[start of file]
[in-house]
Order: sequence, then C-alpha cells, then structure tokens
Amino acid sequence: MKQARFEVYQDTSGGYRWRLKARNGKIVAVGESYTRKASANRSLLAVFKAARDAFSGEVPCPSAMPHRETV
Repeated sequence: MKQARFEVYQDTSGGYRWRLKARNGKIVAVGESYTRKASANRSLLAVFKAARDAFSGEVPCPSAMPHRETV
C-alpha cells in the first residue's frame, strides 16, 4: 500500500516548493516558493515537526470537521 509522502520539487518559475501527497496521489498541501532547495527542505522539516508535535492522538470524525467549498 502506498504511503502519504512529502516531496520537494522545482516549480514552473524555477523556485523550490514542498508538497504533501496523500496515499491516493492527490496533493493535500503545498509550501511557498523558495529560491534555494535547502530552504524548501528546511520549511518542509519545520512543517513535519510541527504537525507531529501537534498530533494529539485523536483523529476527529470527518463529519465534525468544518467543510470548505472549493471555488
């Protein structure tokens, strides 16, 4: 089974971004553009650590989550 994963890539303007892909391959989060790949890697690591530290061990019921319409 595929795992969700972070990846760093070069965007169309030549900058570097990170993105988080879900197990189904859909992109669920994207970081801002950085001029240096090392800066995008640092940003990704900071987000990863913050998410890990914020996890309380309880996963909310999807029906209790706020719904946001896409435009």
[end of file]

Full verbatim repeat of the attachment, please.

[in-house]
Order: sequence, then C-alpha cells, then structure tokens
Amino acid sequence: MKQARFEVYQDTSGGYRWRLKARNGKIVAVGESYTRKASANRSLLAVFKAARDAFSGEVPCPSAMPHRETV
Repeated sequence: MKQARFEVYQDTSGGYRWRLKARNGKIVAVGESYTRKASANRSLLAVFKAARDAFSGEVPCPSAMPHRETV
C-alpha cells in the first residue's frame, strides 16, 4: 500500500516548493516558493515537526470537521 509522502520539487518559475501527497496521489498541501532547495527542505522539516508535535492522538470524525467549498 502506498504511503502519504512529502516531496520537494522545482516549480514552473524555477523556485523550490514542498508538497504533501496523500496515499491516493492527490496533493493535500503545498509550501511557498523558495529560491534555494535547502530552504524548501528546511520549511518542509519545520512543517513535519510541527504537525507531529501537534498530533494529539485523536483523529476527529470527518463529519465534525468544518467543510470548505472549493471555488
């Protein structure tokens, strides 16, 4: 089974971004553009650590989550 994963890539303007892909391959989060790949890697690591530290061990019921319409 595929795992969700972070990846760093070069965007169309030549900058570097990170993105988080879900197990189904859909992109669920994207970081801002950085001029240096090392800066995008640092940003990704900071987000990863913050998410890990914020996890309380309880996963909310999807029906209790706020719904946001896409435009």